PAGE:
Subtle Changes in the Ongoing Medical Information DX, After Corona?

Survey on DX in Medical Information Provision, About 700 Physicians Responded

In a survey conducted by Nikkei Research in March 2023, it was found that the "shift from MRs to digital" in the provision of medical information in the field of medicine and pharmaceuticals has advanced rapidly due to the Corona disaster.

Subsequently, in May of the same year, coronas were moved to the same 'category 5' classification as seasonal influenza in the Infectious Diseases Act, making it easier for MRs to visit healthcare facilities, has this had an impact on medical information DX? The survey was conducted in November 2023, and responses were received from 772 physicians.

Note*: Due to the bias in the departments to which the responding physicians belonged in the November survey, the responses to the March survey were narrowed down by department and recounted to make them comparable.

"Mainly digital" at 65%, down 6 points from the previous survey

First, let us review the results of the previous surveys. When asked in last March's survey how they obtain information from pharmaceutical companies, only 29% said "mainly from MRs," while 71% said "mainly from digital tools".In a survey conducted in August 2021, the percentage of "from MRs"(40%)was still higher than that of "from digital tools" (28%). In the year and a half since the Corona disaster, when visits to medical institutions were no longer possible, it has become clear that the way information is provided between the physicians and pharmaceutical industries has changed significantly.

How the physicians obtain information from pharmaceutical companies

In a survey conducted last November, six months after the "transition to Class 5," 65% of respondents answered "from digital", a drop of 6 points from the previous survey. The percentage of "from MRs" remained at 35%, indicating that physicians who obtain information via digital tools are still the mainstream. However, the fact that MRs are now more likely to visit medical institutions again seems to be bringing about subtle changes in the medical field.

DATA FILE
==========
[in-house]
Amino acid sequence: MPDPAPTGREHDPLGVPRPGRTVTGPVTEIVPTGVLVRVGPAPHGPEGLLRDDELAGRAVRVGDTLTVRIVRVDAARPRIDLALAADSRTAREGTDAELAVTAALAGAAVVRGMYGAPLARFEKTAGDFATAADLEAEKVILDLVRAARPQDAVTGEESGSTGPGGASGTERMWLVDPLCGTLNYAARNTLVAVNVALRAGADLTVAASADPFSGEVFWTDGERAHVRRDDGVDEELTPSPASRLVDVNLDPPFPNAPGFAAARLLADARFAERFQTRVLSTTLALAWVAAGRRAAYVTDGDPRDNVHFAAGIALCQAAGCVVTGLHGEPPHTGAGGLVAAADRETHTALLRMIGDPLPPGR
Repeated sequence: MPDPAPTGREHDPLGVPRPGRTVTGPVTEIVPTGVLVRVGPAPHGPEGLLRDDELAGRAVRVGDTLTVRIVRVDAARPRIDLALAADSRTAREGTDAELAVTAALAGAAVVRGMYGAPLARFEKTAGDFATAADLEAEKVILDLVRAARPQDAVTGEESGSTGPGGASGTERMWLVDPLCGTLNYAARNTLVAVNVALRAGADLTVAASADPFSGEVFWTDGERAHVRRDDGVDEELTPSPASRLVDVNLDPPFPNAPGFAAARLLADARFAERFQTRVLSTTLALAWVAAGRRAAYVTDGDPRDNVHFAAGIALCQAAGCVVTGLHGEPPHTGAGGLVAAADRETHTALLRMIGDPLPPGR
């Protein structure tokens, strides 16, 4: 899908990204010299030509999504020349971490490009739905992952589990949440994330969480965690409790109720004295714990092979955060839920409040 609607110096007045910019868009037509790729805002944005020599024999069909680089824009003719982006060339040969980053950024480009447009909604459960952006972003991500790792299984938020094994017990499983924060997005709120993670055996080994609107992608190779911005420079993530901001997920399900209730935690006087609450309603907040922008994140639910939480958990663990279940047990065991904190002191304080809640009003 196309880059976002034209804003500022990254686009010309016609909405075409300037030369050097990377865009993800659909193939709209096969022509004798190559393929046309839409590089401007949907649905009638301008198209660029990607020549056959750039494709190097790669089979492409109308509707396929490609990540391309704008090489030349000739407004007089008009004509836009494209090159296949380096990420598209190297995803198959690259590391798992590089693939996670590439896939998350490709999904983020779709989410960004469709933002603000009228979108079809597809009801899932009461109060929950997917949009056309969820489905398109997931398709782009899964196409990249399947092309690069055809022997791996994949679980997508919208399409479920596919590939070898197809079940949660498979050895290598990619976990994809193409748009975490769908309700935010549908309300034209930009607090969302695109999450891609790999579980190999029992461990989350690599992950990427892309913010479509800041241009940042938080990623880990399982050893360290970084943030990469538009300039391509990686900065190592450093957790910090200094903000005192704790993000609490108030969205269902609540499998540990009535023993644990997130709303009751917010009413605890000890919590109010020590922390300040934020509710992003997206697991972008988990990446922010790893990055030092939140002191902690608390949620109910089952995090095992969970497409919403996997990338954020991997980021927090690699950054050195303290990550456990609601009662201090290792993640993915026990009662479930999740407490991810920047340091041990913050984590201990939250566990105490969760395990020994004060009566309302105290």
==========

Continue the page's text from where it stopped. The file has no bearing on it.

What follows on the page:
By age group of physicians, it was interesting to note that younger physicians in their 20s and 30s, who have been familiar with digital technology since childhood, increased their response "from MRs" by more than 6 points.

Pharmaceutical Industry's DX Not Gaining Physicians' Appreciation

The survey also asked physicians which companies they would most appreciate for their DX efforts in providing medical information. 29 companies were named, and physicians were asked to choose only one company. However, the most common response was "don't know/not one of these companies" at 42%. The number of respondents who said, "No company is making progress" also reached 12%.

Although this was down from 44% and 14%, respectively, in the March survey, more than half of the physicians were still unable to understand or evaluate the efforts of the companies. Physicians who responded to the first question that they obtain medical information "from digital tools" were more likely to respond "don't know/not one of these companies" or "no company is making progress to the second question.

Which companies the physicians would most appreciate for their DX efforts in providing medical information

This comparison of survey data may be within the "margin of error". However, I believe that this "margin of error" should be viewed as a "sign" of a subtle change in the way the medical field perceives DX in the after-corona.

If we take a step further and hypothesize, it is possible that "disappointment" in the medical information DX efforts of pharmaceutical companies is quietly spreading.

In addition to Corona's "Class 5 transition" in the spring of 2023, there were other major changes. Due to work style reforms, moves to correct the long working hours of physicians are in full swing. It is not hard to imagine that the medical field is in turmoil amidst a serious shortage of medical personnel, and with "expectations" for DX rising even higher than before the Corona disaster, it is not surprising that an increasing number of doctors are frustrated by the lack of progress in the pharmaceutical industry's efforts to address this issue.

According to the "White Paper on MRs," the number of MRs in the pharmaceutical industry has declined for five consecutive years, falling to a level of 50,000 for the first time in about 20 years as of the end of FY 2022. The trend toward DX in the provision of information by the pharmaceutical industry remains unchanged, but if an increasing number of physicians feel that this is not for the "improvement of the quality of medical care," but for the "improvement of profits," for example, there is a danger that the "disappointment" in the medical field will spread further. Although this is only a "hypothesis" of mine, I feel that it is necessary to further listen to the "true feelings" of the medical community through the survey.

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